I think Gong and P-Funk sort of arrived in the same area independently of each other, having come from different directions. Just amazing musicians, spaced out on acid and gazing up at the stars. There's something intensely magical about this music.

I keep thinking I need to listen to Mother Gong. never got round to it.

Speaking of Daevid Allen, "Wise Man In Your Heart" is worth a listen. Ithink Massive Attack might have heard this

Famous Mortimer

I've wanted to like them, and I've tried (thanks to NoSleep in times gone by) but I just don't hear what you all hear.


Saw them at Glastonbury in 2009 and they blew my head off.

Because I'm lazy I've only really listened to a handful of their albums but like those I have investigated. I'm fond of the 1977 live album.


If you get a chance to see Gong with Kavus live you really should - a great mix of old and new and the versions of the early stuff they do are awesome


Quote from: The Mollusk on May 21, 2022, 12:45:13 AMYou can quite clearly see how this influenced artists like George Clinton and maybe a lot of jazz fusion stuff? If not, they absolutely occupy the same orbit.

They're both influenced by Sun Ra. After hearing Sun Ra in '58 Daevid Allen (living in Australia) decided the direction of his life required his moving to Europe in 1960 (Paris first; meeting and learning much from Terry Riley, including much about the use of tape recorders to create music and effects) and then on to Canterbury in 1961, where he met the future members of Soft Machine (his landlord's son was Robert Wyatt). Daevid was already a full-blown psychedelic-taking beatnik in those early days and started Robert and his mates (Mike Ratledge, Hugh Hopper & Kevin Ayers) on the path to the late 60's all the way back before the Beatles had even recorded their first single.

I spent the whole of the 70's wondering why there were so many similarites between Gong and Parliament, only discovering Sun Ra in the early 80's, when the penny dropped. Sun Ra's their granddaddy.

I bought Flying Teapot when it came out as I was already a big Soft Machine fan and immediately started going to see them live as much as possible. At that point they were playing material that would be on the two following albums; Angel's Egg and You, both of which were good, but somehow missing something from the live experience. Flying Teapot and Camembert Electrique work much better in this respect.

I was also a big fan of Hawkwind at the time and loved that Gong took a similar approach to working with synths but eschewed the grungy metal thud that anchored Hawkwind from flying off into deep space. Instead they replaced this with a more jazzy and at times funky approach.

There's a big boxed set that came out a couple of years back which features the set that Gong played at Hyde Park in 1974, several months before they went in the studio to record You. I was at this gig and the album confirms for me why they were much better live. There's a freedom in the live playing that is curtailed somewhat in the production of the later studio album (they play the three major tracks from You) that is mostly evident in the rhythm section, especially Pierre Moerlen's phenomenal and unique drumming style. Moerlen has stated that this gig was the best one that he played with the band. It's also the one that was the beginning of the end for Daevid Allen's membership of his own band (the next album after You (Shamal) does not feature him).

After Daevid left the band he made Good Morning (with Spanish band, Euterpe) and Now Is The Happiest Time Of Your Life which two of my favourite albums, along with Gilli Smyth's Mother which is a kind of sister album to NiTHToYL.

I think it's worth mentioning that what he learnt from Terry Riley enabled him as one of the earliest home studio recordists. He created a half-hour electro-acoustic piece ('65-'66) for Radio 3 (I think it was still called BBC Radio Third back then) without the usual requirement of requiring access to the BBC Radiophonic Workshop. Throughout the Gong albums are examples of his skill with the manipulation of loops and collages of spoken word. This culminated in his album Dividedalienplaybax80 where the backing tracks are elaborately made from creating loops from the album he did with New York Gong; it sounds way ahead of its time, given that there are no samplers used. This example isn't one of the more elaborate ones but I picked it because of the way he's using a simple loop in a way very similar to how others would use such a loop some years later:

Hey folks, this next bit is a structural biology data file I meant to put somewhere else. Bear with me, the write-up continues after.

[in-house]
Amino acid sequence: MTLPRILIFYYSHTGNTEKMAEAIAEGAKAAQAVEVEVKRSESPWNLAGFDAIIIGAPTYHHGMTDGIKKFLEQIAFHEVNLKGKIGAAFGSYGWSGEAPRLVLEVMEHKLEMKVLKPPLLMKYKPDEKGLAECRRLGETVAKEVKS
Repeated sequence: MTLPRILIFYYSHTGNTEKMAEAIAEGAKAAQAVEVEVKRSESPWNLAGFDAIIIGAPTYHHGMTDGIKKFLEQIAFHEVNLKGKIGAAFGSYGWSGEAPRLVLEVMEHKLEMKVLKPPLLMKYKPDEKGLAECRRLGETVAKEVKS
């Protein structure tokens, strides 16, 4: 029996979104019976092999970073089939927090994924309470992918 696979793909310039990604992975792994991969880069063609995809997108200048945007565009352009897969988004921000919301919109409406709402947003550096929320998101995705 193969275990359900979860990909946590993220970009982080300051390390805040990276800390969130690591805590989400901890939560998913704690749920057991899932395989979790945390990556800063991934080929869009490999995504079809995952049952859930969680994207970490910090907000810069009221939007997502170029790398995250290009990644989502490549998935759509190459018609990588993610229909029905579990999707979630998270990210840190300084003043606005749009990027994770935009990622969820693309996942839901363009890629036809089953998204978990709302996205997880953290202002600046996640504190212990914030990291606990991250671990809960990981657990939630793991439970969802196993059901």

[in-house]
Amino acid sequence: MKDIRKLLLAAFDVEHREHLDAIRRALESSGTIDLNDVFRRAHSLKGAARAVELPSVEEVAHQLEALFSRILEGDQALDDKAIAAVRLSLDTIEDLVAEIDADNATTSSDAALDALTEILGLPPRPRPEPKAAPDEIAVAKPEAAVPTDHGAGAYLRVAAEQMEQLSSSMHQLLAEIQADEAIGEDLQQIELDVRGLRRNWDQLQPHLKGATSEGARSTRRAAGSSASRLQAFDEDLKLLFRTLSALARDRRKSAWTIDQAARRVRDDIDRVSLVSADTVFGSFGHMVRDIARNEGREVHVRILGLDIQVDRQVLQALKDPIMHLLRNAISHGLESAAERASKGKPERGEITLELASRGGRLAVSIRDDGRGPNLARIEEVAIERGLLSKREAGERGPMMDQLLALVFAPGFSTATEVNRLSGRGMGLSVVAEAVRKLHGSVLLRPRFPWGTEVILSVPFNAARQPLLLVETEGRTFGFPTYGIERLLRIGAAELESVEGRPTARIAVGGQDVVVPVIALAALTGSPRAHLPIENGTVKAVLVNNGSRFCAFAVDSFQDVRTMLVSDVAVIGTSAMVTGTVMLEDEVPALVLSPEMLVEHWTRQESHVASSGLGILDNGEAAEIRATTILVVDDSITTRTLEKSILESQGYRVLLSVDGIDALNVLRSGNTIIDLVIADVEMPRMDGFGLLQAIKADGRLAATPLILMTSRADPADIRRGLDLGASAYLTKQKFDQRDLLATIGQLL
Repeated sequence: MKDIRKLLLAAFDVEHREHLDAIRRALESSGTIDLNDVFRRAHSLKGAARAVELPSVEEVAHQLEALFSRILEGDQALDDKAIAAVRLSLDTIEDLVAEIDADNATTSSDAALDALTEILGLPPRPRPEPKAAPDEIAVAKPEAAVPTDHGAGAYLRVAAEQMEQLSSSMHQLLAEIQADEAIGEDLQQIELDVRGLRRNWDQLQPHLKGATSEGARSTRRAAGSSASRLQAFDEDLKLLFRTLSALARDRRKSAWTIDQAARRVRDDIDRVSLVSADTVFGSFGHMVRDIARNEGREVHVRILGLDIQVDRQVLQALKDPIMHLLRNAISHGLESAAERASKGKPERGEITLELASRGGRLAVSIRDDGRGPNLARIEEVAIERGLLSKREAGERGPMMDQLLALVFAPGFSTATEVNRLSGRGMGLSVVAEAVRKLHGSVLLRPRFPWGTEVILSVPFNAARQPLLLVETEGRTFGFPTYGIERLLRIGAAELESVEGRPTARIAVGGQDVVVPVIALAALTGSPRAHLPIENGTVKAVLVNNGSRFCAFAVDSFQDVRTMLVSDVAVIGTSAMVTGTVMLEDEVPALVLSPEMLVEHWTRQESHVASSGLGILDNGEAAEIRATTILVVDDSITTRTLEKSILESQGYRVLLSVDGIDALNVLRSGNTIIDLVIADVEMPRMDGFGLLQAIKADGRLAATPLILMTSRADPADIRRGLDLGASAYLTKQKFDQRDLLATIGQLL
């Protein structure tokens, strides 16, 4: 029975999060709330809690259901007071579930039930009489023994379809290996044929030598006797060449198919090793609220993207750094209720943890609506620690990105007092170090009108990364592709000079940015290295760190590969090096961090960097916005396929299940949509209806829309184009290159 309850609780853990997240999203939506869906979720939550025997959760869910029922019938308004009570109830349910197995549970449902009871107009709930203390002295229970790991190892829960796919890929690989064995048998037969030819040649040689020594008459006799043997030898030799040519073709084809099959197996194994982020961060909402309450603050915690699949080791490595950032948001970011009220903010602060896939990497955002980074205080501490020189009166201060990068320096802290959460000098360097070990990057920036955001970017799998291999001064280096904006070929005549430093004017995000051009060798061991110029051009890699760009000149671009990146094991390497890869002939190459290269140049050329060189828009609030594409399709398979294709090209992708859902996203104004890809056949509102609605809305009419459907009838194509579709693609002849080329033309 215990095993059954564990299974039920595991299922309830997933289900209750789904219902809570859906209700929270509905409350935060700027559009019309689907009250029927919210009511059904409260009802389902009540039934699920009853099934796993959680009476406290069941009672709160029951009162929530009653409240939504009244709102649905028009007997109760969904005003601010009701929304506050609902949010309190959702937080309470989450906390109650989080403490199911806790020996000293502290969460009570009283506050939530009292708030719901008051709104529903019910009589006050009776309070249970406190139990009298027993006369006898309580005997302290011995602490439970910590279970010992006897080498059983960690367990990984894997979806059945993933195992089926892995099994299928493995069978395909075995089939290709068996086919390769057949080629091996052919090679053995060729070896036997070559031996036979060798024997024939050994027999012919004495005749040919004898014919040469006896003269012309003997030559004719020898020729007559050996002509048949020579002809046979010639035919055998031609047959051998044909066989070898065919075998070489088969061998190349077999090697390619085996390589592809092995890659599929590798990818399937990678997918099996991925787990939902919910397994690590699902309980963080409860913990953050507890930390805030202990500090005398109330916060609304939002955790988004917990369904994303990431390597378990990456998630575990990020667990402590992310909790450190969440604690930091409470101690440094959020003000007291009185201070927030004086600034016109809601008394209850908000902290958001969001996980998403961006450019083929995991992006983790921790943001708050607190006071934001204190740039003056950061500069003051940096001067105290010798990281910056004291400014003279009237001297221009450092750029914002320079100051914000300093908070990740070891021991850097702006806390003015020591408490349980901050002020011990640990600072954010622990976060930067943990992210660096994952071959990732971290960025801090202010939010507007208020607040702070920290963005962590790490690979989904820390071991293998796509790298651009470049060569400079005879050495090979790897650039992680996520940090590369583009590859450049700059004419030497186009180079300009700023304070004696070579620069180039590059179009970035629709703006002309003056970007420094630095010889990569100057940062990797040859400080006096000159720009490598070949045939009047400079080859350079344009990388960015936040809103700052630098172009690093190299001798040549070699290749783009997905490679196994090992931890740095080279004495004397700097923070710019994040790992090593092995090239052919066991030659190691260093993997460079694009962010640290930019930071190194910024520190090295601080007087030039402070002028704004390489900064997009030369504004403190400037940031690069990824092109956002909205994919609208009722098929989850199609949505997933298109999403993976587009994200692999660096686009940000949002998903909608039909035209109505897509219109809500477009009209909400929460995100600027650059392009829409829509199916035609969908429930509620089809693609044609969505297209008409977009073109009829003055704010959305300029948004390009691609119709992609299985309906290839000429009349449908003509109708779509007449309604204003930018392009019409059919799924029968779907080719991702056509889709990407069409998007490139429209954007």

I would guess (as Bill Laswell was a member of New York Gong, along with other future members of Material) that Daevid may have been introduced to the infant Hip Hop scene.

(There's a track on Good Morning where he uses a loop of Gong from You as his backing track)

And, of course, the other signature thing that Daevid Allen brought us was a unique way to play guitar, AKA Glissando Guitar; That ethereal orchestral string sound that pervades the music of Daevid Allen & Gong.

I learned to play with this technique using a bit of copper pipe. You first need to slightly roughen the entire surface of the pipe with some not-too-fine emery cloth to facilitate a stronger vibration of the strings (this needs to be redone every now and then, as playing wears it back to smooth). A screwdriver is good, too, especially if it has an eggshell finish (or, once again, sand it with some emery cloth, rotating the screwdriver to create a fine "thread"). I've used frosted glass tubes, too.

You make sound by rubbing the tube/screwdriver on the string at the point where you would normally fret, and put your left hand behind to mute the back of the string (it kind of screams if you don't; but even that has its place).

Adding a bit of delay to the sound you make finishes the job.

The Mollusk

Thanks so much for all this! I've got some listening to do 😁


If you're fond of Camembert Electrique, make sure to check out Continental Circus, which the is the same line-up on a soundtrack for a film about motorcycle racing (starring Giacomo Agostini & Jack Findlay) that was recorded a month before.

Another good live album is Live in Sheffield '74 (actually recorded ion 8th October '73). Has the Angel's Egg/You line-up playing Camembert and Flying Teapot tunes.

The Mollusk

Quote from: NoSleep on May 23, 2022, 10:11:50 AMThere's a big boxed set that came out a couple of years back which features the set that Gong played at Hyde Park in 1974, several months before they went in the studio to record You. I was at this gig and the album confirms for me why they were much better live.

Picked up a deluxe reissue of You today which has this concert footage as the bonus disc, gonna be slapping that mother on the stereo while I cook imminently!